While I served a church in western New York for several years, I had many conversations at the church playground with neighbors. As I worked in the yard on a Saturday, neighbors arrived with their kids to play. When they came, I would brush dirt from my hands to offer hospitality and conversation.
In one of those Saturday conversations I heard the following statement: “They didn’t even love one another!” The woman who spoke was describing her experience growing up in church as a child and teenager. She was a neighbor of ours in New York. My kids played with her daughter on the church playground and around our rural neighborhood.
The woman had more to say about growing up in this unloving church. “They needed one another to keep the church going and to maintain their fundamentalist ideals, but they didn’t love one another.”
This woman’s negative early exposure to a church caused her to question what they were teaching her as a child and teenager. She concluded that what came out of their mouths couldn’t be trusted.
I often wonder how many congregations function this way, and I wonder how many people have been “turned off” to the ministry of the local church by a congregation that is not a reflection of God’s love. This woman’s church experience leads us to pause and reflect upon our relationships with one another as brothers and sisters in Christ.
What do your neighbors experience when your congregation offers a hand of hospitality? Do they encounter the unity that is inherent to the nature of God? What are your children experiencing as they are raised in the fellowship of believers?
Jesus is concerned for our unity as his disciples. This is why he prayed, “Holy Father, keep them in your name, which you have given me, that they may be one, even as we are one” (John 17:11, ESV).
Unity is difficult for us to maintain. Jesus knows this—that’s why he prayed for it among his disciples. Jesus knows our default disposition as sinners is to turn inward toward our own desires. As sinners we think of ourselves before we consider God or our neighbor. So relationships are strained and broken. People are at odds with people. Neighbor fights neighbor. And yes, church member attacks church member. And it hurts—especially when disunity and poorly managed conflict enter the Christian community. Division within the Body of Christ is not a reflection of Jesus.
How can we maintain unity within our congregations? The only answer is that we be kept in a right relationship with God. Our relationships with one another are directly linked to our relationship with God. If a person’s relationship with God is broken, relationships with others cannot experience the unity that is inherent to God’s character.
Jesus prayed, “Keep them in your name.” The only way a church can remain united is to be kept firm in God’s name. A name gives identity. We are kept in his name only through remaining in him through the Word. The Holy Spirit, working through the Word, is the power through which we enter right relationship with God. When we are kept in his name, we are in the place we were created to be—with the Father through faith in Jesus, by the unity of the Holy Spirit.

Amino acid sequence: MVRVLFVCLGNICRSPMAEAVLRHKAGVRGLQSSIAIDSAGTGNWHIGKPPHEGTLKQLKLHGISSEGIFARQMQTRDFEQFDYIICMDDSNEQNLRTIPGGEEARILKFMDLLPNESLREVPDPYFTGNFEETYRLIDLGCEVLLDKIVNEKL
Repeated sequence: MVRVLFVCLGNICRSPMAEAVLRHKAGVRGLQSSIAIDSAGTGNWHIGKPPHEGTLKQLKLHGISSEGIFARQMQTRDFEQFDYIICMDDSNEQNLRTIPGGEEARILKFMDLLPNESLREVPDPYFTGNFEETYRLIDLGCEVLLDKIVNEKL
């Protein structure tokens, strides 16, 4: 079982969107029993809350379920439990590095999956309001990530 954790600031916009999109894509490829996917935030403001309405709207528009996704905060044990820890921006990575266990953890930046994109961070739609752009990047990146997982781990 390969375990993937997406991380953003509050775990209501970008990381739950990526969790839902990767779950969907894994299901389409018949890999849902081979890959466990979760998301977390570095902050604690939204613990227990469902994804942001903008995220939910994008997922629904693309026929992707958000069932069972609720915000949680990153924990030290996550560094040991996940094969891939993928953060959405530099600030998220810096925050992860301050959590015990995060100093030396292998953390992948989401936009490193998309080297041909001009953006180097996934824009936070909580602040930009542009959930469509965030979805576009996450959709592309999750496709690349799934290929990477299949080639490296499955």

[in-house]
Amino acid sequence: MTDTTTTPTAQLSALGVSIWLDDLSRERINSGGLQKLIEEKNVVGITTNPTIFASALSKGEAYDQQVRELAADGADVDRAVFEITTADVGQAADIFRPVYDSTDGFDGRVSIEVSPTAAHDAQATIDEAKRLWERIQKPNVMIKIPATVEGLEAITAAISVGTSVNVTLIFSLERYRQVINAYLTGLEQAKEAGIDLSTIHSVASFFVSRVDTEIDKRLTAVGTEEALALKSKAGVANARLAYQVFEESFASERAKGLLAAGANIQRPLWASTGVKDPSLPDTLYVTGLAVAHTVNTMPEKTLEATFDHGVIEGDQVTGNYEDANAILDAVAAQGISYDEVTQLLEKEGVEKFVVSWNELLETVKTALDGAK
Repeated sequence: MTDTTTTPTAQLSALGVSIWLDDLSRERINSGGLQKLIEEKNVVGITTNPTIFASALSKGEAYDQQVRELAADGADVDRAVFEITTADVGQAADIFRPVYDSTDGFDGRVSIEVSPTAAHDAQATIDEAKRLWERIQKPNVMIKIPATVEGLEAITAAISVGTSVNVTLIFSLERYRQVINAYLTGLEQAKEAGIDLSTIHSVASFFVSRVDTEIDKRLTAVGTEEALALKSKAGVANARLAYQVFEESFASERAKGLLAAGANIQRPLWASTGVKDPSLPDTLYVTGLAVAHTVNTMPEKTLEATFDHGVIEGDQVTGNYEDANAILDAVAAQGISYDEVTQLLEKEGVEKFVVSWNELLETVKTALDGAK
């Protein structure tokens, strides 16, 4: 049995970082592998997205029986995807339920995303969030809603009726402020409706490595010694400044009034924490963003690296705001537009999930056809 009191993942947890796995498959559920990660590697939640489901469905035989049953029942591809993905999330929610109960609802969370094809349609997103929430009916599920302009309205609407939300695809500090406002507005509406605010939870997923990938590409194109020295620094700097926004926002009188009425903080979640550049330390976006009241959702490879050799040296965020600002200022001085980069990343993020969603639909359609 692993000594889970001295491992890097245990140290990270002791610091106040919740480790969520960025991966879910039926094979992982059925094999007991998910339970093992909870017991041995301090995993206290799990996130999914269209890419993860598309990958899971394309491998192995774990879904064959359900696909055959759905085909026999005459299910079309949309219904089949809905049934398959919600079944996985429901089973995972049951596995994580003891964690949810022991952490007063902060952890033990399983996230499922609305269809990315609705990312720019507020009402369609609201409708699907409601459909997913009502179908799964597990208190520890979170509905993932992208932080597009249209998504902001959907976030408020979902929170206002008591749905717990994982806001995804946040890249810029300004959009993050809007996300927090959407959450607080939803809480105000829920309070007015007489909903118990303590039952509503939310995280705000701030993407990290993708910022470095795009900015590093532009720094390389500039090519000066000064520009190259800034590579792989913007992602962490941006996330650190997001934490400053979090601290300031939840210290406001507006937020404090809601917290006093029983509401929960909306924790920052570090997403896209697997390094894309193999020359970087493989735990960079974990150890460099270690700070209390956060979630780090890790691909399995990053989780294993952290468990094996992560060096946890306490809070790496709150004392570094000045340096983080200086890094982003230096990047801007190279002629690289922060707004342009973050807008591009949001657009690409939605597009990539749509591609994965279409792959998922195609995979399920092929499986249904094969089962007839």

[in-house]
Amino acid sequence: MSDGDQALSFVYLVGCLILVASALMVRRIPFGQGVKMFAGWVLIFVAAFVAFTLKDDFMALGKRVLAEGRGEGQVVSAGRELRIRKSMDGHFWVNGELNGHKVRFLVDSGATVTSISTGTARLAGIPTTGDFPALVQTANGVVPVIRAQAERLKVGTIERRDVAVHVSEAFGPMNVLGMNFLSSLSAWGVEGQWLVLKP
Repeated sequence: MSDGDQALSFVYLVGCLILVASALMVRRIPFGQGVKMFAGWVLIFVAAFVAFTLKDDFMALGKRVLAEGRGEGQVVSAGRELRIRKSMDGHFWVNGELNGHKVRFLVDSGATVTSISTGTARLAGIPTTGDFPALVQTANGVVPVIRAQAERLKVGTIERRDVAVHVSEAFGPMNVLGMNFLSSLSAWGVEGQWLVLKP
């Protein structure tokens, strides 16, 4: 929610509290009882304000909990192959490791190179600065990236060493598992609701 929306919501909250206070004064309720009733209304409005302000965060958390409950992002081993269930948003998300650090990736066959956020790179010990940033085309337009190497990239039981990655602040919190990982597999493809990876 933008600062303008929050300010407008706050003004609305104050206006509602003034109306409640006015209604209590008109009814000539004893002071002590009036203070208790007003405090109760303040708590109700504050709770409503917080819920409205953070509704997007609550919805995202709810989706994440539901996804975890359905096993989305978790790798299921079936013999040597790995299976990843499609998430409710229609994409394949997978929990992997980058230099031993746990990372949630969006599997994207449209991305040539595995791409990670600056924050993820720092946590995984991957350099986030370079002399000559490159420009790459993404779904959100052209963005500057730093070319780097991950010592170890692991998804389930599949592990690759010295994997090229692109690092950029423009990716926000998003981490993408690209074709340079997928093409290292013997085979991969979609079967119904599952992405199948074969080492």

How do we enter into this right relationship with God? This answer is also found in the name of God. In John 17, Jesus uses two names for God that are not found anywhere else in the Bible: Those names are “Holy Father” (v.11), and “Righteous Father” (v.25). What does it mean to be kept in the name of Jesus? It means that by the death and resurrection of Jesus we have been declared holy and righteous. So Jesus also prayed, “Sanctify them by the truth; your word is truth” (v.17). To be sanctified is to be made holy, or to be set apart for a holy purpose. We have been made holy and righteous by God. As those who have been sanctified and are being sanctified, we are to be a holy reflection to one another of the unity of the triune God. This means living with others as a reflection of God’s holy name.
Love is the ultimate reflection of God’s holy nature.
In 1 John 4:7-12 (ESV), we read, “Beloved, let us love one another, for love is from God, and whoever loves has been born of God and knows God. Anyone who does not love does not know God, because God is love. In this the love of God was made manifest among us, that God sent his only Son into the world, so that we might live through him. In this is love, not that we have loved God but that he loved us and sent his Son to be the propitiation for our sins. Beloved, if God so loved us, we also ought to love one another. No one has ever seen God; if we love one another, God abides in us and his love is perfected in us.”
Few things are more damaging to our faith than a church in discord. Nothing is more beautiful than living in a community of faith that reflects the holy and righteous nature of the Father, who has made us holy through his Son and is sanctifying us by his Word in the power of the Holy Spirit.
I pray that your conversations at the playground or around the neighborhood will be a holy reflection of God’s nature. I also pray that our congregations will grow to be an even greater reflection of God’s unity to the communities we are called to reach. May it never be said of us, “They didn’t even love one another.”
Rev. Adam Jensen is Pastor of Maple Park Church in Lynnwood, Washington.